Babies can't communicate what they want, if there's something wrong they'll still cry ie if hungry/ need changing etc

Mine naturally progressed to only having a dummy when asleep, to only wanting it to get to sleep to not having it at all. V easy, no problems.

Please cut yourself some slack, save your angst for when you drop a broom on their head accidentally because the doorbell went! (dd1 was 16 weeks old) grin

diddlediddledumpling Tue 22-Apr-14 21:15:41

Just read your last paragraph and you'll see the contradiction. He was calmed instantly, and yet you feel guilty. You should feel pleased with your parenting, because you've made a decision that you're not comfortable with, because you know it's in his best interests.
Dummies are the best. Ds1 would fall asleep with one instantly and I was gutted when the next two wouldn't entertain them at all!

ForgiveMeFather Tue 22-Apr-14 21:16:05

You haven't given him a dummy simply to 'shut him up'

You have taken the initiative, responded to your babies distress and soothed him.

Your baby boy is now feeling secure and calm and content because he has clever and loving parents smile

Stop worrying - let him self-soothe with his dummy. It won't do him any harm at all and you can feel a bit calmer and hopefully relax too x

Bicnod Tue 22-Apr-14 21:20:45

I felt exactly like you do when I gave in (as I saw it) and gave DS1 a dummy when he was screaming in his pram. I think I even cried blush

He had it for pram journies only until he was 5 months old then we took it away and he was fine.

It's ok, honestly. It won't do your baby any harm. Fight the guilt, you are doing a brilliant job.

I was actually gutted when DS2 refused to take a dummy at all grin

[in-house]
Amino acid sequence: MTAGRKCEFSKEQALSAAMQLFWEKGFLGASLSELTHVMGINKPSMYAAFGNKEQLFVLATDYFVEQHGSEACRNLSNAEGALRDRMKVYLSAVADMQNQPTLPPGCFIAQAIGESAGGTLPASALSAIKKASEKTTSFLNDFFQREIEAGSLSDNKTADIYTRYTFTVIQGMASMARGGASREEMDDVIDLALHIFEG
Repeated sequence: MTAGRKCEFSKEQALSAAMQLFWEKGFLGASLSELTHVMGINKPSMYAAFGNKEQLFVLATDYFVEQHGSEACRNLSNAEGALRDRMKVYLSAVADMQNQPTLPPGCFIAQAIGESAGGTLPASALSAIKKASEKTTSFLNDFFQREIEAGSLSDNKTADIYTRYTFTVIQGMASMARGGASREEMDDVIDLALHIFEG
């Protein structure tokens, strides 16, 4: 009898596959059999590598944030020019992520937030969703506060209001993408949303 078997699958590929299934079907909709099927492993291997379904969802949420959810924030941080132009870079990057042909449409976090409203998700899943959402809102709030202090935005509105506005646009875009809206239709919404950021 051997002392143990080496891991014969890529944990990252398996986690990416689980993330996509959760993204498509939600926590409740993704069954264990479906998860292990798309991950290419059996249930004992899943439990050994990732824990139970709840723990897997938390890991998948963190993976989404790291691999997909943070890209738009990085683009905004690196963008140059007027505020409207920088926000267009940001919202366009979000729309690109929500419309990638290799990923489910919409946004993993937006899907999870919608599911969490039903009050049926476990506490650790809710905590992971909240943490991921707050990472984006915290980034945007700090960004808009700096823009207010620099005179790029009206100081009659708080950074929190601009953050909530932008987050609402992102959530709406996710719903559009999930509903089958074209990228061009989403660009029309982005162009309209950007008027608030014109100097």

Writerwannabe83 Tue 22-Apr-14 21:22:37

Thank you so much everyone - it's exactly what I needed to hear. I'm feeling so crap today, I'm so ridiculously sleep deprived and my head is pounding. It's affecting me and DH as we are so tired and frustrated that we are arguing and snapping at each other - which is another reason why we know we have to try and change things. I'm just so desperate for a good nights sleep.

QTPie Tue 22-Apr-14 21:25:05

There is another similar thread - www.mumsnet.com/Talk/parenting/2059758-Need-sleep-Is-a-dummy-the-answer

I started giving DS a dummy at 3/4 weeks (he was crying 4 to 6 hours a night because he was using the breast for comfort/sleep, but was too full of milk to actually suckle): the dummy gave him the comfort without the milk and it started working almost straight away. DS continued to be breastfed until 11 months. And he rejected the dummy completely at 6 months.

Do what works - dummies really aren't evil, promise! ;)

Take care, rest, relax, sleep as much as you can x

PenguinsLoveFishFingers Tue 22-Apr-14 21:25:58

In the nicest possible way, I think the exhaustion is making you blow this out of all proportion.

It's a dummy. Just a sucky thing. Both my two had them. Then they each worked out how to suck their fingers/thumb and rejected them. dd1 is 5 and still sucks her thumb at night or when tired. It's really, really not a problem. Oh, and they both bf until age 2.

Enjoy the peace!

QTPie Tue 22-Apr-14 21:30:15

Go to bed as soon at your DS is asleep. He will wake during the night, so get as much sleep as you can.

One thing we found really helped was learn the difference between them waking "hungry" and just "unsettled". Feed an outright cry, shush/dummy/pat/stroke/handhold any whine/whine/grizzle during the night. This worked brilliantly for us: DS learnt to resettle by himself (without the breast) unless he was hungry. Dropped to one feed a night at 5 weeks and slept through (9 until 6) from 12 weeks. He was exclusively breastfed - no formula or anything.